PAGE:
Elsa takes control of her legacy

The ending of "Werewolf by Night" finds Elsa Bloodstone rightfully winning the monster hunter competition, possession of the magical powers of the Bloodstone, and ownership of her father's estate. This sets Elsa up to have a similar trajectory in the Marvel Cinematic Universe that she does in the comics, becoming the heir to her father's legacy and controlling the Bloodgem itself. 

In the comics, Elsa comes into possession of the Bloodgem when she inherits her father's manor, the Bloodstone Curios. This is where she spends most of her time while not chasing down various supernatural threats. However, it's also likely that by the next time we see Elsa in the MCU, she has become quite adept at dealing with magic. For instance, her appearance in the 2021 comic mini-series "Black Knight: Curse of the Ebony Blade" found her butting heads with the sword-wielder, Dane Whitman, over his incompetence in dealing with powers out of his control. Perhaps Elsa will have a future interaction with Dane, who debuted in 2021's "Eternals" played by Kit Harington.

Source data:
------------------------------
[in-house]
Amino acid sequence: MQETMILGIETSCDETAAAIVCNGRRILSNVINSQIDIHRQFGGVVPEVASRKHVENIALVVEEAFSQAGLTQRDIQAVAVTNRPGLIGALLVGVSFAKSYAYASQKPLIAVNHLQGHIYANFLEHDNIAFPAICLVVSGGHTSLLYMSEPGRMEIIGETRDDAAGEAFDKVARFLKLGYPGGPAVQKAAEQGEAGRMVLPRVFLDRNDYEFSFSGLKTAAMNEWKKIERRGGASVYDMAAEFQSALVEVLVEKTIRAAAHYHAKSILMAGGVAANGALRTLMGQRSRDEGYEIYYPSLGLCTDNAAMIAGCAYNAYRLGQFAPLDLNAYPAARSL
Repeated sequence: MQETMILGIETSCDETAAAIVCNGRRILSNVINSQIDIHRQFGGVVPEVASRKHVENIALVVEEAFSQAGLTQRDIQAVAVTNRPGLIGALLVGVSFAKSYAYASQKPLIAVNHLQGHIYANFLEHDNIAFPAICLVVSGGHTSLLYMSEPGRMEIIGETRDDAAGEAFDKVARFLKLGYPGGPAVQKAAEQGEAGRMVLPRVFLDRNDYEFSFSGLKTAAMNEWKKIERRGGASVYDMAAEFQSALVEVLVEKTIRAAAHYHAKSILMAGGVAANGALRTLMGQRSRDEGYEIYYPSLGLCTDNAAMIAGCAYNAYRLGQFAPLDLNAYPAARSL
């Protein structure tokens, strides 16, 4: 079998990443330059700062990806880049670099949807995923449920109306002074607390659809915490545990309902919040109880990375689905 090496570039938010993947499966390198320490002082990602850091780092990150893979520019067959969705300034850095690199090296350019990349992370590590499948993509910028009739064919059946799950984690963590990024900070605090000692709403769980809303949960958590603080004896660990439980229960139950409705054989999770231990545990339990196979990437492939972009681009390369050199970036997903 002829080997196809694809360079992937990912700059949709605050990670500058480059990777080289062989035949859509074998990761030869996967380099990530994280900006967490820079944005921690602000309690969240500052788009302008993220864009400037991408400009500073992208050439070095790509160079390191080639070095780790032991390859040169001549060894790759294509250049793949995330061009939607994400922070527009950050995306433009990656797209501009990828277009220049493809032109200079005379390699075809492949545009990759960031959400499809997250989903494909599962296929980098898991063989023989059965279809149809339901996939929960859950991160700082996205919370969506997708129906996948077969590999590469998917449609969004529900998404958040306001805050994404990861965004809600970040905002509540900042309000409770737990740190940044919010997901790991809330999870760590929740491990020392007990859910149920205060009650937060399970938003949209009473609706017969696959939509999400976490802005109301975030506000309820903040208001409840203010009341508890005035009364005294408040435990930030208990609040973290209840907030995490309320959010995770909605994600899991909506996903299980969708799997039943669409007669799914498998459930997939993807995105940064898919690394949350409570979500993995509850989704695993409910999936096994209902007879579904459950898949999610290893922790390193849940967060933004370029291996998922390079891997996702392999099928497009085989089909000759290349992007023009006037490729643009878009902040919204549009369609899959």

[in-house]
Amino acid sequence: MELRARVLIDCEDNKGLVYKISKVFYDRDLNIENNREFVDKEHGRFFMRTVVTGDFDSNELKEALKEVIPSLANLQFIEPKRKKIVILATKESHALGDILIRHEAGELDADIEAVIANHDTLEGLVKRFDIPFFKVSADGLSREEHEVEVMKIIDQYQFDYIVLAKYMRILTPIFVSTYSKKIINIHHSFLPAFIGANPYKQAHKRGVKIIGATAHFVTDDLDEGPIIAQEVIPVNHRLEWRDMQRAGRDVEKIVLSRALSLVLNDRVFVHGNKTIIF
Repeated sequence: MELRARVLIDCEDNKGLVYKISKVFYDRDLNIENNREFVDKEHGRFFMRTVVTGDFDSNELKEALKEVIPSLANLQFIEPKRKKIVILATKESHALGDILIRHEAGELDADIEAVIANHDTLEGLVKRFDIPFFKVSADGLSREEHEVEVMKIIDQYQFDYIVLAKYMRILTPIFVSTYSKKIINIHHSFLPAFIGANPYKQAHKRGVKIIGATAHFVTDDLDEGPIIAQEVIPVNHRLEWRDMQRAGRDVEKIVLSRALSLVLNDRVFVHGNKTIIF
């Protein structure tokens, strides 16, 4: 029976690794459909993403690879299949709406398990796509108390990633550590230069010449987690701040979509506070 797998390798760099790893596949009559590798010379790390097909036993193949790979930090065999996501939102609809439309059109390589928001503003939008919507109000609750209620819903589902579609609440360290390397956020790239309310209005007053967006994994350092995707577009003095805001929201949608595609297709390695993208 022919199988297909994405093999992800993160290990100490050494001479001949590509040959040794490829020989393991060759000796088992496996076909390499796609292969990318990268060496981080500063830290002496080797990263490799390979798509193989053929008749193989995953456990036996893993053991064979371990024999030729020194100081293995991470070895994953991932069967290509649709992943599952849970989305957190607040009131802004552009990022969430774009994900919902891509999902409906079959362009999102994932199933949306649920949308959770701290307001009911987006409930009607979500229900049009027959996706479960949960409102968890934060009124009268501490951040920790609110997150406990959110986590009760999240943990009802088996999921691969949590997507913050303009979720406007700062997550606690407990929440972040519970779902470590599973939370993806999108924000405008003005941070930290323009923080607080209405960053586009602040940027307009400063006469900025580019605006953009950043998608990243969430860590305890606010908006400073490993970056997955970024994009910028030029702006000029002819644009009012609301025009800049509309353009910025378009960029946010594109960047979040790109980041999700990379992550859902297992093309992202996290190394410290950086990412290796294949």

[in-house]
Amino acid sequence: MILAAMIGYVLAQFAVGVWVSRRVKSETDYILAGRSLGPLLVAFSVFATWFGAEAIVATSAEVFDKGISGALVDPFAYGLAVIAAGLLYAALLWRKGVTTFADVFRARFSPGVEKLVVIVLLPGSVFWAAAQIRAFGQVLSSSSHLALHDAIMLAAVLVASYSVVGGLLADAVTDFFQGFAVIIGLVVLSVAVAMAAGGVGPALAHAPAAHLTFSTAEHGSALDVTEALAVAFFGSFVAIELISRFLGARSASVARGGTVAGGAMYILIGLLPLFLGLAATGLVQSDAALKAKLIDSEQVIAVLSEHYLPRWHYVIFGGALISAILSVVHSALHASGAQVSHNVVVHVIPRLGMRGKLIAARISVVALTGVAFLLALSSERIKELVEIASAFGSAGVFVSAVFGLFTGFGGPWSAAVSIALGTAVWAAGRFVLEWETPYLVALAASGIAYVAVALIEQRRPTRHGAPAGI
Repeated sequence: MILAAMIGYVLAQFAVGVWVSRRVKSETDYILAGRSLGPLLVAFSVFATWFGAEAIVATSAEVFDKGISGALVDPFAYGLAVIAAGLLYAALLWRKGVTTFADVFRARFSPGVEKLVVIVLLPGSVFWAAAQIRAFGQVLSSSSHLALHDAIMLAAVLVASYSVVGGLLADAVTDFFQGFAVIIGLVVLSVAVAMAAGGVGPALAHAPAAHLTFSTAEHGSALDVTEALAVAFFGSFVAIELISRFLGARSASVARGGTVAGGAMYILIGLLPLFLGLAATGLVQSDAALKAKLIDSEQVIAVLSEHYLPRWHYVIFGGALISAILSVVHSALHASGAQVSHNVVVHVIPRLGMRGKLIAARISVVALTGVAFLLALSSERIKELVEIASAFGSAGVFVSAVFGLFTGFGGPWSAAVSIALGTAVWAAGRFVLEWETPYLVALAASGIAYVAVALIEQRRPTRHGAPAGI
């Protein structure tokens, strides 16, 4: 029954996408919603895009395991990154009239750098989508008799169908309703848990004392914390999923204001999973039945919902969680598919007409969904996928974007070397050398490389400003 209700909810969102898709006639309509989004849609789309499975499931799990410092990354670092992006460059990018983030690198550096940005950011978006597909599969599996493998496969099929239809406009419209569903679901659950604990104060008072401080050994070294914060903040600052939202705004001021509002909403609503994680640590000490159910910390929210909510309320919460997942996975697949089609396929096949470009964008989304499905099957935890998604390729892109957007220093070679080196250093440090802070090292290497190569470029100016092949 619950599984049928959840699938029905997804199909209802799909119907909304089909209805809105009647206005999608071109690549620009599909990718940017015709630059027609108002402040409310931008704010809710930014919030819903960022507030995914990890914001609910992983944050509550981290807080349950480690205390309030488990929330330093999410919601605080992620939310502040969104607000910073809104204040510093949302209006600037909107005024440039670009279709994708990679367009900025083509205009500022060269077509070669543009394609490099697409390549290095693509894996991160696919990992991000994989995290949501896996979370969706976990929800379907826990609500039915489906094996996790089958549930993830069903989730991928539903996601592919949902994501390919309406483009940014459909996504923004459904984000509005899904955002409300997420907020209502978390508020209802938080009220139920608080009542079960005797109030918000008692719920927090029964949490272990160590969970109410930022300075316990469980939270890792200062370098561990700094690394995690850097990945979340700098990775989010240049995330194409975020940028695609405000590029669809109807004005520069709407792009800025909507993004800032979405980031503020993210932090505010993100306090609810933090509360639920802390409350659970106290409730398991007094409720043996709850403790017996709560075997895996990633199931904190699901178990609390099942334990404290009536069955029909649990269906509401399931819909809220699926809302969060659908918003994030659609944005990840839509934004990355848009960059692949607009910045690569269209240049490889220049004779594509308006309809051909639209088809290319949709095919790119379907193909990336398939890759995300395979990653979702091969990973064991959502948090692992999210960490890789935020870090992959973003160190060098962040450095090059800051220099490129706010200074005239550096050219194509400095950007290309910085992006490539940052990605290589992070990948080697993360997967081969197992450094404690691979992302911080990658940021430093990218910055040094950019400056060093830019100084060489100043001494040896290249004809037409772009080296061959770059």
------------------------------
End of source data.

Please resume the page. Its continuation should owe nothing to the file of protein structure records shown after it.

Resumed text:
It's unclear how much Elsa derives from her comic book origins, but future appearances will inform viewers how important it is that she comes into the possession of the Bloodgem by the end of this special. In the comics, the Bloodgem gives her certain abilities and near-immortality, but a lot of her powers — such as her immunity to vampire bites — come from genetics. 

Somewhere over the rainbow

In the final moments of "Werewolf by Night," the special transitions from black-and-white to color, officially marking its inclusion into the wider Marvel Cinematic Universe. There are splashes of color throughout the special, with the Bloodstone glowing red throughout, but once Elsa sits with the gem at the end of the special, her world transforms into color. When the scene cuts to Jack and Ted camping, the special has completely become Technicolor, retaining a certain resemblance to the color films of the '30s and '40s. 

This Technicolor atmosphere is even further referenced by the music that plays over the ending. "Somewhere Over the Rainbow," famously sung by Judy Garland in 1939's "The Wizard of Oz," begins as the special transitions to color. Obviously, transitioning from black-and-white to color is a blatant reference to "The Wizard of Oz," which spends most of its runtime in Technicolor after a beginning in a sepia tone.